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Fix Your Slow Internet With These Networking Options
networking

Fix Your Slow Internet With These Networking Options

Patrick Lucas Austin, Gawker Media

Image credit: Eero

If you're sick of suffering from poor Wi-Fi connections or slow streaming speeds in your house or brick-lined apartment, that one router tucked away in a corner may not be capable of effectively covering your home. In that case, you may need not just a new router, but a new type of router. To spare yourself the headache of searching (and failing to find) the ideal router location, consider these two easier alternatives: Powerline adapters, which transmit data using the electrical wiring in your home, and mesh routers, small wireless routers that share data simultaneously with one another, increasing wireless coverage.

How Powerline Networks Work

Powerline adapters, rather than broadcasting data wirelessly, send it through the electrical wiring in your home, from one powerline adapter to others on the same network (you'll need at minimum two, and they're sold in pairs). The devices, which resemble AC adapters, plug directly into your wall outlets and have one to two Ethernet ports used to directly connect to devices.

Image credit: TP-Link

To set up your powerline network, you'll need to connect your adapter either directly to a cable modem or internet-connected Ethernet hub. Some don't feature wireless connectivity, but you can use your powerline adapter in conjunction with your wireless router by connecting the two via the Ethernet port. After your first adapter is connected to the web, plug the other adapter in the wall outlet where you need it, and connect it to your device of choice.

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Push-button encryption both syncs multiple powerline adapters together and protects your data from other people potentially using powerline adapters in the same building. You can connect the powerline router to an Ethernet hub or switch if you want to directly connect to multiple devices like game consoles, televisions, or desktop computers.

Powerline Networking Issues

The distance between powerline adapters will affect the strength of the connection. If the distance between your devices is too great, your signal may be too weak to be considered reliable. You can always add an extra adapter or two to boost the signal strength and compensate for a weaker connection due to its transmission over multiple electrical circuits.

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Your home's construction is the biggest obstacle when it comes to using powerline networking devices successfully. Since data is being transmitted over your home's electrical wiring, the older your home, the more degraded your connection. Also, some powerline adapters do not feature wireless connectivity, so you can't use them to broadcast Wi-Fi through the rest of your home unless it's connected to a wireless router via an Ethernet cable.

One more thing: your powerline device needs to be directly connected to your wall outlet. Power strips, extension cords, and fire-reducing AFCI (Arc Fault Circuit Interrupter) circuit breakers can degrade your powerline connection.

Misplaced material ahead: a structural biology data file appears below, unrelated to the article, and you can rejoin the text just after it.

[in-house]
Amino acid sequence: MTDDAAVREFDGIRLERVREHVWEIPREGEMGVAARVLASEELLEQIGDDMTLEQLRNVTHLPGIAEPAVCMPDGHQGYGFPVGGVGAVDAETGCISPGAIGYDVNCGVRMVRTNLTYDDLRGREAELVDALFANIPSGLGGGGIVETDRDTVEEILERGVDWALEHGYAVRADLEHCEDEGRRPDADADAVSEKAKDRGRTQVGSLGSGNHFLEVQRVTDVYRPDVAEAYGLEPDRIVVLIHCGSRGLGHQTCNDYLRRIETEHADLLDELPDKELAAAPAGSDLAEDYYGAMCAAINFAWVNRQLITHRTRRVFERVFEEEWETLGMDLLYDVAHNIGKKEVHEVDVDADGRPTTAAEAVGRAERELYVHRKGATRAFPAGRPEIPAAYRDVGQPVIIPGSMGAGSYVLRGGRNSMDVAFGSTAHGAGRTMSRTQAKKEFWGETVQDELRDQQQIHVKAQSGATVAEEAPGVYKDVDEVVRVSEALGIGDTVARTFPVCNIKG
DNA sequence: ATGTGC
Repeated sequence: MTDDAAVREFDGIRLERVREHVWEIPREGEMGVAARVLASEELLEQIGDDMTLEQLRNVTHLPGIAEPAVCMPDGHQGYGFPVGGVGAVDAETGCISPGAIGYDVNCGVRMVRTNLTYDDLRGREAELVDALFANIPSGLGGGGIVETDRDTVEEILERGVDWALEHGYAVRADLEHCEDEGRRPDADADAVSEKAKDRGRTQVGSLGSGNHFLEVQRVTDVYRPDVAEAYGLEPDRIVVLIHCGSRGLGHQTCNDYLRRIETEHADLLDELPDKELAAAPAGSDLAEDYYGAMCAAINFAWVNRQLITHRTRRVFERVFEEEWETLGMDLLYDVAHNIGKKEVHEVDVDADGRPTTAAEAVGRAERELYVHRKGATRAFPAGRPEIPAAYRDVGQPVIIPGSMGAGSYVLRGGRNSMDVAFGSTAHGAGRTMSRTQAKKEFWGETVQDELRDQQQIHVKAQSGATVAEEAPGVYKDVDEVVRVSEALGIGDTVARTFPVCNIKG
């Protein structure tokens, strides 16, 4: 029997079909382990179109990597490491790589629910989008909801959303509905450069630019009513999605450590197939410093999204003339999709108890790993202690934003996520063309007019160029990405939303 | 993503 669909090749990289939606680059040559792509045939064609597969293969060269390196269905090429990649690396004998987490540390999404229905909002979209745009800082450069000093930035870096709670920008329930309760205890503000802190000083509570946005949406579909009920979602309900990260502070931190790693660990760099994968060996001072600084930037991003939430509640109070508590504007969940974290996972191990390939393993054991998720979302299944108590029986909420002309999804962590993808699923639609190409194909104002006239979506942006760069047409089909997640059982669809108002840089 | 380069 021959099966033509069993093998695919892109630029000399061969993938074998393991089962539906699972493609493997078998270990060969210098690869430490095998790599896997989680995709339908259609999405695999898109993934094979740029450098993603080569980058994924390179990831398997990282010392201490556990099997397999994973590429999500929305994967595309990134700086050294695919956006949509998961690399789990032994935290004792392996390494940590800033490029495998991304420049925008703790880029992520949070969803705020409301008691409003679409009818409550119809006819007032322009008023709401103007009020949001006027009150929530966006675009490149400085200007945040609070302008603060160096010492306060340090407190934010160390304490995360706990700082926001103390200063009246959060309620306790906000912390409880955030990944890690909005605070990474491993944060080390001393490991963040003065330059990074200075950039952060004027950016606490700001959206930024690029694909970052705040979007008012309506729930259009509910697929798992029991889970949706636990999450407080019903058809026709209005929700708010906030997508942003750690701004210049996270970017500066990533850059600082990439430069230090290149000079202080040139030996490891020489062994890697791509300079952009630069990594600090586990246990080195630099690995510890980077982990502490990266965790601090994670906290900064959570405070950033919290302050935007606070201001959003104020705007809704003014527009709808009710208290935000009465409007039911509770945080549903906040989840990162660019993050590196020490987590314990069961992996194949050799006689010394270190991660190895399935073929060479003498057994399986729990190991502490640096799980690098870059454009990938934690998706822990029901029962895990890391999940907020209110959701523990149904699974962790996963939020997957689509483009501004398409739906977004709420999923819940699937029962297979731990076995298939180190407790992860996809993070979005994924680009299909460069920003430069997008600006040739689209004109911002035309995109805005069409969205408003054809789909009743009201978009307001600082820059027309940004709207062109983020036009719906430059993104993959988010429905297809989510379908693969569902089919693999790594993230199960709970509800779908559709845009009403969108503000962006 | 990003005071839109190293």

How Mesh Networking Works

Mesh networking devices are more like your current router than a powerline adapter. A mesh network is comprised of multiple wireless routers designed to share data with one another and expand wireless network coverage when that single router just won't cut it. Some feature Ethernet ports on every router for directly connecting to devices like Ethernet hubs and computers, while others employ a single primary router paired with smaller routers made for plugging into wall outlets.

Netgear's Orbi mesh networking system uses one wireless router as a hub, along with smaller outlet-friendly satellite routers. Image credit: NETGEAR

To set up a mesh network, you'll need to connect the primary mesh router, responsible for broadcasting your connection to the companion routers, to your modem (keep in mind some mesh network kits will let you use any router as the primary device). From there, you can plug your other mesh routers anywhere throughout your home, passing them off as art pieces on desks, tucking them away in various corners, or placing them in spots where you'd love some more reliable internet connectivity. After you're all plugged in, you can set up your connection following the manufacturer's instructions.

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Mesh network devices (like the much-loved Eero router ) usually feature smartphone apps that grant you more control over what goes on in your network. You can monitor devices on the network, impose limits on devices belonging to children, easily allow guests access to your network, and even shut the whole thing off through your smartphone.

Mesh Networking Issues

Mesh networks aren't cheap, especially since you need more than one. Since they require multiple, smaller wireless routers, they're usually sold in packs of two or three. That means options like Google Wifi's three-pack bundle , or Eero's three-pack option will run you $289 and $399, respectively. Compared to powerline adapters, which range in price from $60-$100, they're a costly investment, and not one everyone should make just to watch Netflix in the can.

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